Furthermore, SOC showed a strong correlation with WIOC at both ND and HEP (R2=0.86, p<0.05 and 0.67, p<0.05), and their slope values were significantly higher in winter but not in summer (R2=0.05, p<0.05 and 0.00, p<0.05; Fig. 5). Such differences clearly imply that the secondary formation and/or transformation processes were quite different in winter from those in summer, and most of the SOC generated in winter was water-insoluble. Simulations, field observations, and laboratory studies have shown that the secondary formation of OA in the atmosphere over China is enhanced in winter, and only the aqueous-phase secondary formation has been considered the prominent pathway (Huang et al., 2014; J. Wang et al., 2016). Therefore, the enhanced formation of SOC in Tianjin aerosols, including WIOC, warrants further investigation of the possible formation processes of the WIOC, particularly in winter under the high abundance of NO3, a subject of further research.
3.5 Implications for PM2.5 sources through δ13CTC
The box-and-whisker plots of seasons and annual δ13CTC and δ15NTN in Tianjin aerosols are depicted in Fig. 7. The δ13CTC was −26.5 ‰ to −21.9 ‰ with an average of −25.0 ± 0.7 ‰ at ND (Table 1). They showed a temporal trend with a gradual enrichment of 13C in autumn and winter followed by a gradual depletion in the 13C to early summer and remained stable thereafter, except for a few cases at ND (Fig. 8), while at HEP, δ13CTC −25.5 ‰ to −22.8 ‰ (average −24.5 ± 0.55 ‰) during the campaign period and their seasonal variations were similar to those found at ND, which indicates that the Tianjin aerosols should have been significantly derived from different sources in different seasons. The decreasing trend of δ13CTC from late winter to early summer through spring confirms the important role of biological emissions, because the VOCs and unsaturated fatty acids emitted from higher plants are depleted in 13C, as evidenced by the δ13C of fatty acids in unburned C3 vegetation (range: −38.5 % to −32.4 %) (Ballentine et al., 1998). In summer, the stability of δ13CTC might have been controlled by significant aging of OA under high solar radiation through enhanced photochemical reactions, which simultaneously led to the enrichment of 13C in reactants and its depletion in product compounds. The increasing trend of δ13CTC in autumn and winter indicates that the contribution of carbonaceous aerosols from biomass burning and fossil fuel combustion was large. The enrichment of 13C occurred in particles produced by biomass burning, while the δ13C of aerosol carbon produced by fossil fuel combustion was relatively higher than that of aerosol carbon produced by biological sources. In fact, the consumption of fossil fuels for heating in winter in Tianjin is much higher than in other seasons.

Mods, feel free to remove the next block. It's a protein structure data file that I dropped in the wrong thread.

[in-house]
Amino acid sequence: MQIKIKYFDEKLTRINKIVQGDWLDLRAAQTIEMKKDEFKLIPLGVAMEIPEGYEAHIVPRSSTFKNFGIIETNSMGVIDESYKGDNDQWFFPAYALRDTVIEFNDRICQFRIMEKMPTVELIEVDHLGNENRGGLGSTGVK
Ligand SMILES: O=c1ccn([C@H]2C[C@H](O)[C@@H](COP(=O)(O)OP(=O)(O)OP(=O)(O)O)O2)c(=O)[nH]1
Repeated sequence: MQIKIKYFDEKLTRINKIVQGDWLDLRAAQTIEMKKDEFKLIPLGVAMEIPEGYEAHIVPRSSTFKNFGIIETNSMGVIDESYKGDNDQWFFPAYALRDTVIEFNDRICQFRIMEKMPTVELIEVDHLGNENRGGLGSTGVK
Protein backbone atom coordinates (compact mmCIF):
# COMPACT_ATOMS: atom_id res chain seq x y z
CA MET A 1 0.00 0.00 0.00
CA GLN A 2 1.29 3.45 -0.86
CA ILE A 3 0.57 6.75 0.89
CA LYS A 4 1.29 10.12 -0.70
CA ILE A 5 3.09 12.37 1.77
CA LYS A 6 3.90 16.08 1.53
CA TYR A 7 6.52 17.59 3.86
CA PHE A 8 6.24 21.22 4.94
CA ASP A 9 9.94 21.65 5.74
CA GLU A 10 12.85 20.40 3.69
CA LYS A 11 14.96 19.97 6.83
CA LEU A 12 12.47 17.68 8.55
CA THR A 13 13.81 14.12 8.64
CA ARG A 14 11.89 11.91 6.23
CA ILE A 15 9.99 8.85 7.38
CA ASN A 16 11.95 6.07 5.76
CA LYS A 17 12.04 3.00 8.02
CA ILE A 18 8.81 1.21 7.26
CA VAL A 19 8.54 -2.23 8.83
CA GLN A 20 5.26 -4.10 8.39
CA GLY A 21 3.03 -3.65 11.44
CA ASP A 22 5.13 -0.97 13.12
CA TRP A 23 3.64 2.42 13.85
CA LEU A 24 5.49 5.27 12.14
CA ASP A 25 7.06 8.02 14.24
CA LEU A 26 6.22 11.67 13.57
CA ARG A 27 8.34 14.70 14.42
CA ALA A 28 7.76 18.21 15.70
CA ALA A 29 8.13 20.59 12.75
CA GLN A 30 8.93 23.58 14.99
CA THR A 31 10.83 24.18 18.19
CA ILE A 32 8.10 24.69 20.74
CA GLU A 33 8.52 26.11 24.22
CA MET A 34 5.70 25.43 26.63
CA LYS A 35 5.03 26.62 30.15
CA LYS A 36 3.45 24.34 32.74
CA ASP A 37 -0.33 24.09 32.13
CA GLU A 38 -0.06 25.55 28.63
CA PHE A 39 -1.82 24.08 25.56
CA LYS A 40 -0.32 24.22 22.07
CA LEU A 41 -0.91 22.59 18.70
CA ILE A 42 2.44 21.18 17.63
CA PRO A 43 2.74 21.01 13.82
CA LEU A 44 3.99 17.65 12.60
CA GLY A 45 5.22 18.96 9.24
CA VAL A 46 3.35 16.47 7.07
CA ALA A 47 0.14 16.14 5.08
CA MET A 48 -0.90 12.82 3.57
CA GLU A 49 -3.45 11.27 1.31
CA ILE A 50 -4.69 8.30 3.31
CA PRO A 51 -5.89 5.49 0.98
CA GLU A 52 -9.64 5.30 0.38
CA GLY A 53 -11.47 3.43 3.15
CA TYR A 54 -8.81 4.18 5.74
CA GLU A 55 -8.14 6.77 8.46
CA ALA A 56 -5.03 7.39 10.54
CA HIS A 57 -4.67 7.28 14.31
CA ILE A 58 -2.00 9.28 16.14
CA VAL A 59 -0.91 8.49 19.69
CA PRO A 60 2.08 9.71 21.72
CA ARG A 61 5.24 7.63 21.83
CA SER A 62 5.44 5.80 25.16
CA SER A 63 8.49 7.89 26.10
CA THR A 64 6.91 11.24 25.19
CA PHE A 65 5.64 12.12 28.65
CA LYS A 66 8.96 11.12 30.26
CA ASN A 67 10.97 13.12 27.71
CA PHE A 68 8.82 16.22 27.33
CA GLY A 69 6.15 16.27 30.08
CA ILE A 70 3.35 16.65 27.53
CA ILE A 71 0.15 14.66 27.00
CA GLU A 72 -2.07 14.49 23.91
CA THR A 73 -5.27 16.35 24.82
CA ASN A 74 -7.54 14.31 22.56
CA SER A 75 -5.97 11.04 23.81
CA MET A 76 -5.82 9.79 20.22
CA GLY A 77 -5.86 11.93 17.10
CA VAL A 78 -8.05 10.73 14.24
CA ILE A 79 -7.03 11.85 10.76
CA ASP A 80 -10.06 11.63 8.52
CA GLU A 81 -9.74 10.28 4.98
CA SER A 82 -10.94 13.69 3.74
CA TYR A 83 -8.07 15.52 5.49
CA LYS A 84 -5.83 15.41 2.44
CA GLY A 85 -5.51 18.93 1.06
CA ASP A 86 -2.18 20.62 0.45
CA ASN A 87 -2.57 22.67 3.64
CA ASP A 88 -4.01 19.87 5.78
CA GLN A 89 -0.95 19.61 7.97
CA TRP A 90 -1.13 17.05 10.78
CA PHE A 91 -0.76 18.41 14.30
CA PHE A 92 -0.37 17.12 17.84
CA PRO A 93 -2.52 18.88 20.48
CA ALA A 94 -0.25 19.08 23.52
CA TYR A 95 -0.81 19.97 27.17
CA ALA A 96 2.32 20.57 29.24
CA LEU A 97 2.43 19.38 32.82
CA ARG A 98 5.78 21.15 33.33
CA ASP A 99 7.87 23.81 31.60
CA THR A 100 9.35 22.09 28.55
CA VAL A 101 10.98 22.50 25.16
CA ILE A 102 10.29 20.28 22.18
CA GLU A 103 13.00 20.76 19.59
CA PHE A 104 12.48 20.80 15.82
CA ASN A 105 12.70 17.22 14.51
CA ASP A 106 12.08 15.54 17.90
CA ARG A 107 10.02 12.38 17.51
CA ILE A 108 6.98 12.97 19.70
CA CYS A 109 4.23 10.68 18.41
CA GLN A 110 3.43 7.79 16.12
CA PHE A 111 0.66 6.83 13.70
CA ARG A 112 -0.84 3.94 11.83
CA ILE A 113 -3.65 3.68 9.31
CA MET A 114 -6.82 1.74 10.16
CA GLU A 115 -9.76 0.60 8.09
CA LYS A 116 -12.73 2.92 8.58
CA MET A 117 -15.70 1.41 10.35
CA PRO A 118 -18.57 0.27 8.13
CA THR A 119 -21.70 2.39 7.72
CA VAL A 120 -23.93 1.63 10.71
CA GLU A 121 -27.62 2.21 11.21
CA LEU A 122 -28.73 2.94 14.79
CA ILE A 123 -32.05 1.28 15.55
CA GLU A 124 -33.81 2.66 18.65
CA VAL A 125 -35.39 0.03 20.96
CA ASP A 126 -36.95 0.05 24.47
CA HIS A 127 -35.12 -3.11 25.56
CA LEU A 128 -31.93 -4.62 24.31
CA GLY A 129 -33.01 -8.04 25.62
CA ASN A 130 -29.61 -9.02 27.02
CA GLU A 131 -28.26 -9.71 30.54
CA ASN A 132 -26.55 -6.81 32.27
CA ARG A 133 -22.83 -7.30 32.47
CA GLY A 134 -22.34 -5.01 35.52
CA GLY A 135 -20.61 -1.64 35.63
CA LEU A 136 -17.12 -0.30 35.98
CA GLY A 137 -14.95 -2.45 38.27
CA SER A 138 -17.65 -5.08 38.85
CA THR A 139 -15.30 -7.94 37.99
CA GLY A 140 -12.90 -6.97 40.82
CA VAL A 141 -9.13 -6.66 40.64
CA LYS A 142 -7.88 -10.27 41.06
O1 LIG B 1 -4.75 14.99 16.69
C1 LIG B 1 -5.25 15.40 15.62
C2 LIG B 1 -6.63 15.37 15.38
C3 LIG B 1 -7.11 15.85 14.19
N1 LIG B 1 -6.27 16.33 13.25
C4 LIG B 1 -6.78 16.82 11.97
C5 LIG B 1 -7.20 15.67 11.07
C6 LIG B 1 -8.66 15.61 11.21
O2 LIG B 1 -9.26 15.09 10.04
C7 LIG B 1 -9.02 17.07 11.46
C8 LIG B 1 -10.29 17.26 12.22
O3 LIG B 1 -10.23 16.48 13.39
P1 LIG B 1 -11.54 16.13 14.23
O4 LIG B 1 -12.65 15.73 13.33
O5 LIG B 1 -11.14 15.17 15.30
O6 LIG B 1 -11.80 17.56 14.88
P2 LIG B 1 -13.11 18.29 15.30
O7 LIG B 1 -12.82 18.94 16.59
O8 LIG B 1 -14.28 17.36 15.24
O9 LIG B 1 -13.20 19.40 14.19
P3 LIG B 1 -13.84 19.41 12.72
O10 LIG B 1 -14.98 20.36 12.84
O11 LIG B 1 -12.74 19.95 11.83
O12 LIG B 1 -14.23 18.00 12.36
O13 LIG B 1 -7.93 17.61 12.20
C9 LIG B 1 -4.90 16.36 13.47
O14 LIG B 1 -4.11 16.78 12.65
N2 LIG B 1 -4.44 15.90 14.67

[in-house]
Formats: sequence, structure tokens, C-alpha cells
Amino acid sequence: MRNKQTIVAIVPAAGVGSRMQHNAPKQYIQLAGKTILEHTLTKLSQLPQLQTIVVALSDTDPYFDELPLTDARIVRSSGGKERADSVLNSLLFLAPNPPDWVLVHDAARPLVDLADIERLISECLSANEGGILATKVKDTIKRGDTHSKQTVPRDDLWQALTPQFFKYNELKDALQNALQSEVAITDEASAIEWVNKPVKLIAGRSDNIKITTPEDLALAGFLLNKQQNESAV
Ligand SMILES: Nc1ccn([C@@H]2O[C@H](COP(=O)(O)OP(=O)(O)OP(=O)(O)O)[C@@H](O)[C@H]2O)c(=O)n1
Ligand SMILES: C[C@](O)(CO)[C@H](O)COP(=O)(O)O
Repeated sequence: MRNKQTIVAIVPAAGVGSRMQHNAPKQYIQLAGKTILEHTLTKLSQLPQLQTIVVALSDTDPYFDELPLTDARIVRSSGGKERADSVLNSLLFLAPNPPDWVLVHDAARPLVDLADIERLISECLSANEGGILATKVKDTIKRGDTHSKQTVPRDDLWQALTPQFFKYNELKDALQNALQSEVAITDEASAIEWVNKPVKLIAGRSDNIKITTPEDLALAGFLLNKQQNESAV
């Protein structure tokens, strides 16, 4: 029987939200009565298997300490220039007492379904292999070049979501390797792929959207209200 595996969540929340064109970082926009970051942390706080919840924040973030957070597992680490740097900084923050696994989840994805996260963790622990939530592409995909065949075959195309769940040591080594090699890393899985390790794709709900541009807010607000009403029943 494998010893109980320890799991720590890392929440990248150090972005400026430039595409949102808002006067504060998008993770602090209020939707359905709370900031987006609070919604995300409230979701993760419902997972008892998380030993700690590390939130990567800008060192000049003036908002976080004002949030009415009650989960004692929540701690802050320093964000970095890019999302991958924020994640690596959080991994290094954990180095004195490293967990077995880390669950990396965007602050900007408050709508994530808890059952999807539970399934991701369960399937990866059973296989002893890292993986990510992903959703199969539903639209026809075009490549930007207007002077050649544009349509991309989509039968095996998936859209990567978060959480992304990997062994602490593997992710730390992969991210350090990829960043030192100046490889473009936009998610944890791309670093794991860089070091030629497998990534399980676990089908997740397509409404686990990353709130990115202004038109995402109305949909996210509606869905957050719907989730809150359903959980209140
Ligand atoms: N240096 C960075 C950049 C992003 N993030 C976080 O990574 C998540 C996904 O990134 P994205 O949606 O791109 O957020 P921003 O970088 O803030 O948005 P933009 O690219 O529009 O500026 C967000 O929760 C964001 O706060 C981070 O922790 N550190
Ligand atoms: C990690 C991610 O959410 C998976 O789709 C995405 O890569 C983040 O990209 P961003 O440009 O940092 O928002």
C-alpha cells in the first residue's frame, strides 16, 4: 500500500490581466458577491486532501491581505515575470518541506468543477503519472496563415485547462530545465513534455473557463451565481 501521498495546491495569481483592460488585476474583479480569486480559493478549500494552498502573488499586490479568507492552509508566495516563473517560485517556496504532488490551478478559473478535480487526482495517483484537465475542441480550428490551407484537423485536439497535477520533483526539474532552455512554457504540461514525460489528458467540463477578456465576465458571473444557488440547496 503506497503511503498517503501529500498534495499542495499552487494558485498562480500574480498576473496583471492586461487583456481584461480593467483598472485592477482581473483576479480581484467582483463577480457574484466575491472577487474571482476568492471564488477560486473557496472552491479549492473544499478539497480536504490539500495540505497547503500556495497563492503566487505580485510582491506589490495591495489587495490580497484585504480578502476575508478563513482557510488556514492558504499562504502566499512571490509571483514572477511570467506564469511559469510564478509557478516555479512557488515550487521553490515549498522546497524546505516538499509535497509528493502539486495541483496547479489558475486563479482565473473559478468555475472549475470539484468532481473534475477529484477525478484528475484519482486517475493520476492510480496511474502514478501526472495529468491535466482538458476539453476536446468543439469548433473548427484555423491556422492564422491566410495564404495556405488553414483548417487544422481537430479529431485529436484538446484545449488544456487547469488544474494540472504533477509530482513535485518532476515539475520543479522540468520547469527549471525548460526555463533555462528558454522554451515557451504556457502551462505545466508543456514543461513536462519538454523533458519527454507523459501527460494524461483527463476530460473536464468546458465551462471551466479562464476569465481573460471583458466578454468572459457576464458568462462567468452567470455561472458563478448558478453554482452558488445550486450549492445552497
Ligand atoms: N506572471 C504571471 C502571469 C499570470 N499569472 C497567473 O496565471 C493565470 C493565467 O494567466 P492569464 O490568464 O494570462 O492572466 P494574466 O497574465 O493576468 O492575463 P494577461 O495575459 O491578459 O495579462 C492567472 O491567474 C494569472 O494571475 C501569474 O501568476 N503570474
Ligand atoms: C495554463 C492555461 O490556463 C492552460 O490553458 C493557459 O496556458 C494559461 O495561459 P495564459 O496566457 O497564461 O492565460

Figure 9 shows the δ13CTC of the particles emitted from point sources and/or source materials reported in the literature together with those found in Tianjin aerosols at both ND and HEP. The average δ13CTC at ND was comparable to that reported for total suspended particles (TSPs) over the western South China Sea (SCS), which were considered to be significantly influenced by biomass burning emissions, especially C3 plants (Song et al., 2018). They were also comparable to those reported in aerosols (fine mode (DP<2 µm) and PM10) in the Santarem region and in Mumbai, India, where biomass/biofuel burning emissions were expected to be the major sources of carbonaceous aerosols (Martinelli et al., 2002; Pavuluri et al., 2015c). Furthermore, the average δ13CTC in HEP aerosols was similar to that reported in TSPs from Mount Tai in early June, which was considered to be highly influenced by burning activities of crop residues in the North China Plain (Fu et al., 2012). Pavuluri and Kawamura (2017) reported a similar δ13CTC (−24.8 ± 0.68 ‰) in TSPs in Sapporo, which were also strongly influenced by biomass burning and fossil fuel combustion emissions. Such comparisons clearly imply that the biomass burning emissions are the major sources of atmospheric aerosols in the Tianjin region, although we do not preclude the importance of other sources.
3.6 Concentrations and seasonal variations of nitrogenous components and other inorganic ions
Concentrations of the measured water-soluble inorganic ions showed the high abundance of NO at both the sites, followed by NH > SO > Cl− > K+ > Na+ > Ca2+ > Mg2+ at ND and SO > NH > Cl− > K+ > Ca2+ > Na+ > Mg2+ at HEP in Tianjin. Averages of the sums of ions were 18.7 ± 16.9 µg m−3 and 22.7 ± 13.1 µg m−3 (Table 1), accounting for 55 % of the PM2.5 mass at ND and 56 % at HEP. SO, NO and NH were found to be the major ions, and their total concentrations accounted for 89 % in the total concentration of the measured ions at ND and 87 % at HEP. Among them, SO, NO and NH were 33 %, 31 % and 25 %, respectively, at ND and 29 %, 33 % and 24 %, respectively, at HEP. The concentration of NO was the highest, accounting for 17 % of the PM2.5 mass at ND and 18 % at HEP.